Georgia begins freeing political prisoners under amnesty | News | DW | 13.01.2013
  1. Inhalt
  2. Navigation
  3. Weitere Inhalte
  4. Metanavigation
  5. Suche
  6. Choose from 30 Languages


Georgia begins freeing political prisoners under amnesty

Georgia's parliament has freed 190 inmates considered political prisoners under an amnesty strongly opposed by President Mikhail Saakashvili. The move highlights the growing divide between the president and parliament.

epa03533167 Former prisoners react as they leave the Gldani prison in Tbilisi, Georgia, 13 January 2013. EPA/ZURAB KURTSIKIDZE +++(c) dpa - Bildfunk+++

Georgien lässt Gefangene frei

Many of those who were freed Sunday were arrested during anti-Saakashvili protests in May 2011. Others had been convicted of trying to overthrow the government or spying for Russia, with whom Georgia cut off diplomatic relations after a brief war in 2008.

Around 3,000 prisoners will be released in total under the amnesty, which was approved by parliament in December.

"Today is a historic day," said Ucha Nanuashvili, the parliament-appointed human rights ombudsman, outside the Gldani prison number 8 in the capital Tbilisi. "The persecution of those who were arrested for political reasons is now over."

Presidential bid to block amnesty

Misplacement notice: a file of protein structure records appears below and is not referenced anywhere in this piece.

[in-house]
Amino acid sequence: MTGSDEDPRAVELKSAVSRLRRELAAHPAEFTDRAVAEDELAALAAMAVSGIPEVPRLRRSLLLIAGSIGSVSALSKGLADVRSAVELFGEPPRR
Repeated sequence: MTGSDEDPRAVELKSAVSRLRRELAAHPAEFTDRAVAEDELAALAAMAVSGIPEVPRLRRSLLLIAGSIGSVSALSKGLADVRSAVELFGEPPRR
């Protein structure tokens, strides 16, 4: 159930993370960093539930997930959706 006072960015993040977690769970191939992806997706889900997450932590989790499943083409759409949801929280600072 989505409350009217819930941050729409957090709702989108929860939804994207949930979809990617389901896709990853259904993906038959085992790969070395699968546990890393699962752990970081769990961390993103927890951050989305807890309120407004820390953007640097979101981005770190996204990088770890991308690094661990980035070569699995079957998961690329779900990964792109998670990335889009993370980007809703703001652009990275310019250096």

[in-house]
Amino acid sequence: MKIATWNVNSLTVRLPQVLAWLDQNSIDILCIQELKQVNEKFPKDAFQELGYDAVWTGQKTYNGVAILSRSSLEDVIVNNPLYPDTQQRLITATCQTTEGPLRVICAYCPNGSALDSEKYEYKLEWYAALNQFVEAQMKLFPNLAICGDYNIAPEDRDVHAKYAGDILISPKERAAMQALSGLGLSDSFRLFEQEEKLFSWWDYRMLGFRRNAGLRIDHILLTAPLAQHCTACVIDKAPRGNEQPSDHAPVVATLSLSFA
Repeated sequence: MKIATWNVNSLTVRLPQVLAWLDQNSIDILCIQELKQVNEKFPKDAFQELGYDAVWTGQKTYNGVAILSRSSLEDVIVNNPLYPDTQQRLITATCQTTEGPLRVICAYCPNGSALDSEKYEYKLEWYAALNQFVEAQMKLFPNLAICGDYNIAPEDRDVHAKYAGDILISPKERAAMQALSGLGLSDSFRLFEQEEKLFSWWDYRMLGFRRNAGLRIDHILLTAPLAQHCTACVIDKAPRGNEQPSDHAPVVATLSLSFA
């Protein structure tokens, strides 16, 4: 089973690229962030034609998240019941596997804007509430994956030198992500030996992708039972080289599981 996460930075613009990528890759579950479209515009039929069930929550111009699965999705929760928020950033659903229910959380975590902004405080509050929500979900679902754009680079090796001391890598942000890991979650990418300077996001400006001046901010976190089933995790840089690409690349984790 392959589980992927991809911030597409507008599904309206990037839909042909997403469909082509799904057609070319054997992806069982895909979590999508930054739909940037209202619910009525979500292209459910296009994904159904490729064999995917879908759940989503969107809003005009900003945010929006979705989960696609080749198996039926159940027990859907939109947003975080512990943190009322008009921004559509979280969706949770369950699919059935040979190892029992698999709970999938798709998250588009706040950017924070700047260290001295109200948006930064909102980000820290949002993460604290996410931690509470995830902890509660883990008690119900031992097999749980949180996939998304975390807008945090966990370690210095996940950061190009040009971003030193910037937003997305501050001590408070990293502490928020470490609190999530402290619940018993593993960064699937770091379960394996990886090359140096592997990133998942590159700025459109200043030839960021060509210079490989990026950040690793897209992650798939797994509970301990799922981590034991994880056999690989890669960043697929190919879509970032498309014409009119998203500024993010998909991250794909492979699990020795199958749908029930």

Inmates eligible for release include those convicted of high treason, taking part in military mutinies or spying for Russia, as well as robbery, fraud, theft, drug trafficking and minor crimes.

Saakashvili tried to block the amnesty last month, but parliament, which is dominated by Prime Minister Bidzina Ivanishvili's governing coalition, overturned his veto. The president's party ruled Georgian politics for nine years until losing control of parliament in an October 1 election.

On Saturday, Saakashvili said that the amnesty could have "grave consequences."

"They are releasing Russian spies … and they are releasing coup plotters," he said.

But the head of parliament's human rights committee, Eka Beselia, described the prisoners as the president's "personal convicts" who had been imprisoned for opposing his government.

dr/rc (Reuters, AP)